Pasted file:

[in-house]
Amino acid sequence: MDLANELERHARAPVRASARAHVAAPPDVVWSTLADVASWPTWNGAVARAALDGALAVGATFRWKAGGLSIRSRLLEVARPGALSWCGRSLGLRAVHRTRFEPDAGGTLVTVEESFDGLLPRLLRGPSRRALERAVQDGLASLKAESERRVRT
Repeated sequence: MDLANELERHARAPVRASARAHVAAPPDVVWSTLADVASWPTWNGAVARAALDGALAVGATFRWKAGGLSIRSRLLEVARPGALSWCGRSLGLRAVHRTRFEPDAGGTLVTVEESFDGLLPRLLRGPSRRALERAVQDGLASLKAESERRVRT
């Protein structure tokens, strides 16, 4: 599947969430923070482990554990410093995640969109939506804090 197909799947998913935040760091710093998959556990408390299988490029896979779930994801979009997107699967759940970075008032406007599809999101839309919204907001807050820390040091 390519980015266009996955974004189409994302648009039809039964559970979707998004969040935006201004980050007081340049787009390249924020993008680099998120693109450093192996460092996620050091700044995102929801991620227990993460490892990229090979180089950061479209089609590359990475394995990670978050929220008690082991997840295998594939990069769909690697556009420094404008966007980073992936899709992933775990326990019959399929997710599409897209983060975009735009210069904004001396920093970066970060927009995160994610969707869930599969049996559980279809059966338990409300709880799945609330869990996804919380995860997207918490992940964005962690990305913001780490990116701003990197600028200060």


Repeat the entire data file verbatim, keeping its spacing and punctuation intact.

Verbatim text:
[in-house]
Amino acid sequence: MDLANELERHARAPVRASARAHVAAPPDVVWSTLADVASWPTWNGAVARAALDGALAVGATFRWKAGGLSIRSRLLEVARPGALSWCGRSLGLRAVHRTRFEPDAGGTLVTVEESFDGLLPRLLRGPSRRALERAVQDGLASLKAESERRVRT
Repeated sequence: MDLANELERHARAPVRASARAHVAAPPDVVWSTLADVASWPTWNGAVARAALDGALAVGATFRWKAGGLSIRSRLLEVARPGALSWCGRSLGLRAVHRTRFEPDAGGTLVTVEESFDGLLPRLLRGPSRRALERAVQDGLASLKAESERRVRT
């Protein structure tokens, strides 16, 4: 599947969430923070482990554990410093995640969109939506804090 197909799947998913935040760091710093998959556990408390299988490029896979779930994801979009997107699967759940970075008032406007599809999101839309919204907001807050820390040091 390519980015266009996955974004189409994302648009039809039964559970979707998004969040935006201004980050007081340049787009390249924020993008680099998120693109450093192996460092996620050091700044995102929801991620227990993460490892990229090979180089950061479209089609590359990475394995990670978050929220008690082991997840295998594939990069769909690697556009420094404008966007980073992936899709992933775990326990019959399929997710599409897209983060975009735009210069904004001396920093970066970060927009995160994610969707869930599969049996559980279809059966338990409300709880799945609330869990996804919380995860997207918490992940964005962690990305913001780490990116701003990197600028200060």